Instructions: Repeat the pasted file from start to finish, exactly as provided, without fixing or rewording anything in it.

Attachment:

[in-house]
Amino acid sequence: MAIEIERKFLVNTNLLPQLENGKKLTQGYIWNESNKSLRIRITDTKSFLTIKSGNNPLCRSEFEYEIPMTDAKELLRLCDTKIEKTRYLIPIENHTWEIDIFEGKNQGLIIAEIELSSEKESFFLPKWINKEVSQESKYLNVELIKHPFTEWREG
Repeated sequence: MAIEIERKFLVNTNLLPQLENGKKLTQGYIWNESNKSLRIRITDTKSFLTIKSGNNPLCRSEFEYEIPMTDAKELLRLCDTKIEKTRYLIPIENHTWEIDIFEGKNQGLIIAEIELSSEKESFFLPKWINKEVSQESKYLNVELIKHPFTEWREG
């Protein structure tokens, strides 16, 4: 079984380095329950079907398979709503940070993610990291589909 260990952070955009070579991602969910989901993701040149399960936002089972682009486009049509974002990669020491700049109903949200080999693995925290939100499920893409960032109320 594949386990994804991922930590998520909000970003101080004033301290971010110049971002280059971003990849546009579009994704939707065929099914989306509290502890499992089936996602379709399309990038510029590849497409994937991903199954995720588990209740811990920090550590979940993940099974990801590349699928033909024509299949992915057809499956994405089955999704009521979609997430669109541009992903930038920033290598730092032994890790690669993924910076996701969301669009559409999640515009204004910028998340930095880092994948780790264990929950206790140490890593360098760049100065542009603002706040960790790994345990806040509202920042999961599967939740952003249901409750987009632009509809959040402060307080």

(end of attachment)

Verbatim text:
[in-house]
Amino acid sequence: MAIEIERKFLVNTNLLPQLENGKKLTQGYIWNESNKSLRIRITDTKSFLTIKSGNNPLCRSEFEYEIPMTDAKELLRLCDTKIEKTRYLIPIENHTWEIDIFEGKNQGLIIAEIELSSEKESFFLPKWINKEVSQESKYLNVELIKHPFTEWREG
Repeated sequence: MAIEIERKFLVNTNLLPQLENGKKLTQGYIWNESNKSLRIRITDTKSFLTIKSGNNPLCRSEFEYEIPMTDAKELLRLCDTKIEKTRYLIPIENHTWEIDIFEGKNQGLIIAEIELSSEKESFFLPKWINKEVSQESKYLNVELIKHPFTEWREG
């Protein structure tokens, strides 16, 4: 079984380095329950079907398979709503940070993610990291589909 260990952070955009070579991602969910989901993701040149399960936002089972682009486009049509974002990669020491700049109903949200080999693995925290939100499920893409960032109320 594949386990994804991922930590998520909000970003101080004033301290971010110049971002280059971003990849546009579009994704939707065929099914989306509290502890499992089936996602379709399309990038510029590849497409994937991903199954995720588990209740811990920090550590979940993940099974990801590349699928033909024509299949992915057809499956994405089955999704009521979609997430669109541009992903930038920033290598730092032994890790690669993924910076996701969301669009559409999640515009204004910028998340930095880092994948780790264990929950206790140490890593360098760049100065542009603002706040960790790994345990806040509202920042999961599967939740952003249901409750987009632009509809959040402060307080």